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Food thread

MilesAway

Bongalong
My dad does an excellent paella. Doesn't add a whole box of stock tho, fills the rest with water because of salt.
Special rice, whatever it is. Apparently rissoto has a different rice.
 

HBS Guy

Head Honcho
Staff member
Yeah, ratio of length to width of grain. Basmati rice the thinnest. I tend to make a risotto when I can get pine mushrooms.
 

HBS Guy

Head Honcho
Staff member
Don’t buy stock from supermarkets, very little flavor, find a specialty grocery store or market stall.

I am so spoiled with the Adelaide Central Market—HUGE range of high quality stuff. Will have to make a lot of pantry items myself in Tassie! I cannot find salami/prosciutto anywhere. When living there will have time to explore much more. Launceston Farmers Market is great—has people from as far as Hobart, 3 hour drive. Need to find a really great shop somewhere.

Want to build a cold smoker there: small shed (the size of an outdoor dunny) with 10' away a firepit, covered trench brings smoke from firepit into smoker, fish/meat hangs from the roof, cold smoke preserves and flavors the meat/fish.
 

HBS Guy

Head Honcho
Staff member
Will also want an offset smoker or a water cooled smoker: cooks and flavors meat/fish/veg.

The offset smoker I have here I will leave here, bit crap and not worth cost of moving it to Tassie.

Also a wood fired pizza oven.
 

johnsmith

Moderator
Staff member
Also a wood fired pizza oven.
Have one built the traditional way using fire rated bricks .... don't buy the cheap metal things from bunnings or some BBQ shop. The taste isn't the same and apart from the size, the metal ones don't retain heat so it's either hot while the fire is on, or it cools down quickly with the fire out. In tassie with it's cold weather it will serve you well if it retains it's heat so you can cook multiple things with one burn .... fresh home made bread and roasts.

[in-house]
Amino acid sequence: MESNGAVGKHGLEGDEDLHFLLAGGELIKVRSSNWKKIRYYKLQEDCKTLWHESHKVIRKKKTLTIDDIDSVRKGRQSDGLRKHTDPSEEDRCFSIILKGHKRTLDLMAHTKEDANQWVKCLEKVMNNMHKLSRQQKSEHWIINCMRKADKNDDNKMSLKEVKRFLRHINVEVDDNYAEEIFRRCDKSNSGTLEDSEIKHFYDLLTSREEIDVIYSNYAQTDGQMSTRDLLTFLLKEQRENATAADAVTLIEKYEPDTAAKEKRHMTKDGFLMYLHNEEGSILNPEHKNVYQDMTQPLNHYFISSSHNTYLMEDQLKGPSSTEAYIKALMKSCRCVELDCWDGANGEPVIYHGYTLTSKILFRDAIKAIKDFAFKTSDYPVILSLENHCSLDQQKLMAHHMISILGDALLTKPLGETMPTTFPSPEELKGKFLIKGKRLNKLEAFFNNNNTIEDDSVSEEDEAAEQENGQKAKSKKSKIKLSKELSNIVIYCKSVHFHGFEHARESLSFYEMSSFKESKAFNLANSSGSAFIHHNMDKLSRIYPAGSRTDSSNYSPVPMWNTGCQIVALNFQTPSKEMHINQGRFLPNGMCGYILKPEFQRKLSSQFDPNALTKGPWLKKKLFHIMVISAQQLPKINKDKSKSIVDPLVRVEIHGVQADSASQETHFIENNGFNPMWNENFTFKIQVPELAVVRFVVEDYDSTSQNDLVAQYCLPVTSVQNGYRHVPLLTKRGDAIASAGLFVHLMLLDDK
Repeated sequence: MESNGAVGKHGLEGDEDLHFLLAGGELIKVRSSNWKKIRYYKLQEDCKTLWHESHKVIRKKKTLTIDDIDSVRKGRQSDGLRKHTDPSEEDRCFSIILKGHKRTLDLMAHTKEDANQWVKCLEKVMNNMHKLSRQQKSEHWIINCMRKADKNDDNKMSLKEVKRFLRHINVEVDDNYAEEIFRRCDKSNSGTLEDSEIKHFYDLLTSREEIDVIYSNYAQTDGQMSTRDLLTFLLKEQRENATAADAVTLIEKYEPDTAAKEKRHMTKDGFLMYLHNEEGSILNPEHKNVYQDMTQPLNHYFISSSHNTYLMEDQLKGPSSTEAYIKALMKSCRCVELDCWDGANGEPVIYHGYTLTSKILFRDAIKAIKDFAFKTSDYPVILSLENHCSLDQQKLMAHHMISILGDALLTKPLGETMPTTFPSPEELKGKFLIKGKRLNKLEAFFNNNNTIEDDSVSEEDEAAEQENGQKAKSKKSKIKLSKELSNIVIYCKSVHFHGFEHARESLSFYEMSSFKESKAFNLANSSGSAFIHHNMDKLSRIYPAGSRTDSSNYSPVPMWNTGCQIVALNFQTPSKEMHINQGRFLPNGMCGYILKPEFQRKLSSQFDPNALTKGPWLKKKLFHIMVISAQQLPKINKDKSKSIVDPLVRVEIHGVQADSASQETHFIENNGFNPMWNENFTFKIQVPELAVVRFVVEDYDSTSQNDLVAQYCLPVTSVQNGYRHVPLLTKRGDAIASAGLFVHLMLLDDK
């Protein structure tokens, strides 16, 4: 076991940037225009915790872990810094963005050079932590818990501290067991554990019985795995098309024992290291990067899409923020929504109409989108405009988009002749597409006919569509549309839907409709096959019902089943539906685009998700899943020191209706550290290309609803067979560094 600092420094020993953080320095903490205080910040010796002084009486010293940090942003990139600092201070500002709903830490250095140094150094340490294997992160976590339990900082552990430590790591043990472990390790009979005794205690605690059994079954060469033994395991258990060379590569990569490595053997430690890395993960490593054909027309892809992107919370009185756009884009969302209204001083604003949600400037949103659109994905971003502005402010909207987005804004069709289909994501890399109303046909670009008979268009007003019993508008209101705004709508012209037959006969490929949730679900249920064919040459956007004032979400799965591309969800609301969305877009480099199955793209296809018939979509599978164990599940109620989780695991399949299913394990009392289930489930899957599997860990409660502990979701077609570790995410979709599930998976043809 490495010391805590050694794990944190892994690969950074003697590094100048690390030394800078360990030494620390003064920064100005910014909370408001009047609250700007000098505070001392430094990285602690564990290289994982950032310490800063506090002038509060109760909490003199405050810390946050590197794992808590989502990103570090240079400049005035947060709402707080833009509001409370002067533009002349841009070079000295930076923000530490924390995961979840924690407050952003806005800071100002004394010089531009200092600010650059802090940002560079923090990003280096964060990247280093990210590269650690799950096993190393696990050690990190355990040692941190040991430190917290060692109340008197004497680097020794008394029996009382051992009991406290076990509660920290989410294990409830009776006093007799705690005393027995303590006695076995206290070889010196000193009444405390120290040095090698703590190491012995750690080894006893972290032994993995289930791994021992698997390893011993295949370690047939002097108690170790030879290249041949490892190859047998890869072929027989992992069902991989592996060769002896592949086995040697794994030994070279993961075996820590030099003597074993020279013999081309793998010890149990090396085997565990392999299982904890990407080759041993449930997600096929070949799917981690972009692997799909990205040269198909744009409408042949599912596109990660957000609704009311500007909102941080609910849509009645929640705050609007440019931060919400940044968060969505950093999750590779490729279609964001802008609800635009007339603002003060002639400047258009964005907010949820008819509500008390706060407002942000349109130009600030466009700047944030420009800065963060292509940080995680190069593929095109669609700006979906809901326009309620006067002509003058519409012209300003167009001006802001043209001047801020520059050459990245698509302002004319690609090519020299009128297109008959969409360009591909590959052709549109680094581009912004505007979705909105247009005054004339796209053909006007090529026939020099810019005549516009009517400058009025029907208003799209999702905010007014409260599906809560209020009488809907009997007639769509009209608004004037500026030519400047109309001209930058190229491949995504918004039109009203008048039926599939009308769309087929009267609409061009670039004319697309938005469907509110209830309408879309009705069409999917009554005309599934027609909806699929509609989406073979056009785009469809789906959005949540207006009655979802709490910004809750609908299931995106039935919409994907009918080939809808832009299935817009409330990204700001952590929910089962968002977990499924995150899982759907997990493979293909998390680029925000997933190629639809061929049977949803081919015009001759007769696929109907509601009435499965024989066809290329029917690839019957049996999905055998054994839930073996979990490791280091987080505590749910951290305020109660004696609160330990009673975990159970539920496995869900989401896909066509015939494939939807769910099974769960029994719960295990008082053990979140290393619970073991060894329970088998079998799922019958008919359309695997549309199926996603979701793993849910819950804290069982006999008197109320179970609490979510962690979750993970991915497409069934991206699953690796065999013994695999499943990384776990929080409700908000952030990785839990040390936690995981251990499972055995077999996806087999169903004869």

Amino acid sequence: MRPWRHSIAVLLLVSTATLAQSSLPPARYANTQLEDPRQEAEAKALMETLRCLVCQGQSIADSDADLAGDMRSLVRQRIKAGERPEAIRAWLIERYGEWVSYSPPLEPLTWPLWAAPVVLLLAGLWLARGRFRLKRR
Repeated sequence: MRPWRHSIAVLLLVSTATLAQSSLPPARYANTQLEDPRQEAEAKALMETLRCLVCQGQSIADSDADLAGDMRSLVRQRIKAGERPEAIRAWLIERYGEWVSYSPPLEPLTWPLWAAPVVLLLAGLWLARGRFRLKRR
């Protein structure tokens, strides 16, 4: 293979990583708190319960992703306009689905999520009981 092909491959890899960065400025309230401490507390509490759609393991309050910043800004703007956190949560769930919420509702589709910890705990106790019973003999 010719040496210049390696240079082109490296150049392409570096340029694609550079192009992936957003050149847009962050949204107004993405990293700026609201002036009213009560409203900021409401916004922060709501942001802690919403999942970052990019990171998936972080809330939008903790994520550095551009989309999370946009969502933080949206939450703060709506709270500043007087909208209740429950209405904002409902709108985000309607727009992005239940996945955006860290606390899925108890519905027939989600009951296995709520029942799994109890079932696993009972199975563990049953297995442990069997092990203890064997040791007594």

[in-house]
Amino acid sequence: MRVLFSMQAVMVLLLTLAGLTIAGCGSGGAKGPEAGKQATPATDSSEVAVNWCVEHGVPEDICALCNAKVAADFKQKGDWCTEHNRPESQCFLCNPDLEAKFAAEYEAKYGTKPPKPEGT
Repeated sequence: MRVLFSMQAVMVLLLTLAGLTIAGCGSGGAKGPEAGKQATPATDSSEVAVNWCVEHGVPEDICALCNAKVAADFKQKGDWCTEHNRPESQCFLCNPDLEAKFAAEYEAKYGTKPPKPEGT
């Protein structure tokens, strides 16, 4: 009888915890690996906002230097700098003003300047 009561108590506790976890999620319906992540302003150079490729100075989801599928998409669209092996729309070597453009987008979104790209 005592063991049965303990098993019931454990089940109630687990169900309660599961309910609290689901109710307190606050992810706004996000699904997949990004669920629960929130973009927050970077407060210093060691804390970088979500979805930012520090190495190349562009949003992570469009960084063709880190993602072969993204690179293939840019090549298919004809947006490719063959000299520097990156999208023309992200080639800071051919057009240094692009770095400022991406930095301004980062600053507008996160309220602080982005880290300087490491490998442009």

My parents used to make 20kg of flours worth of home made bread every few months.... you keep a few loaves fresh and the rest you dry by cutting in half then using the residual heat from the oven to dry it overnight. Keeps for months that way. I like to eat it dry as it's crunchy and it soaks up all th ejuices from whatevere food I'm eating, but otherwise you can wet it with a bit of water to soften it. Tastes nothing like any bread you buy at the supermarket but i grew up with it and love it. I can't get it on the GC so I have my dad send me some from Wollongong a couple of times a year. Even my kids love it.
 

HBS Guy

Head Honcho
Staff member
Yeah, I sort of picture cooking pizzas then putting in a loaf or two of bread. Would the heat last long enough to cook a roast or keep fire going? Have not thought about roasts. Have thought of using it as a tandoori oven so sort of a roast.
 

johnsmith

Moderator
Staff member
Yeah, I sort of picture cooking pizzas then putting in a loaf or two of bread. Would the heat last long enough to cook a roast or keep fire going? Have not thought about roasts. Have thought of using it as a tandoori oven so sort of a roast.